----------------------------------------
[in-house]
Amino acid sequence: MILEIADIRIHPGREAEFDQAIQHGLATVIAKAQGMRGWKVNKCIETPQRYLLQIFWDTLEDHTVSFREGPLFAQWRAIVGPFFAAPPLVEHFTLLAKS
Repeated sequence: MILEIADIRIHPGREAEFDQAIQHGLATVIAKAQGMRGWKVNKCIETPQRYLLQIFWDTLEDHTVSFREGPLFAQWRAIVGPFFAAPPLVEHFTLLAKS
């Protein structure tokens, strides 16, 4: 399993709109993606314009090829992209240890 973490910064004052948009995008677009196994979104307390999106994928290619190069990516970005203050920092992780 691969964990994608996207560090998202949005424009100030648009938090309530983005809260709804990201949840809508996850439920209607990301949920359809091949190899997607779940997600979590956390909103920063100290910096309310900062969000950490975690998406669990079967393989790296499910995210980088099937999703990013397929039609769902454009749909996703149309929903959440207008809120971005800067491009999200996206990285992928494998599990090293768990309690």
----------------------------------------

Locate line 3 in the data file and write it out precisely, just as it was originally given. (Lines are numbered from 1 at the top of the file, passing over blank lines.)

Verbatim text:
Repeated sequence: MILEIADIRIHPGREAEFDQAIQHGLATVIAKAQGMRGWKVNKCIETPQRYLLQIFWDTLEDHTVSFREGPLFAQWRAIVGPFFAAPPLVEHFTLLAKS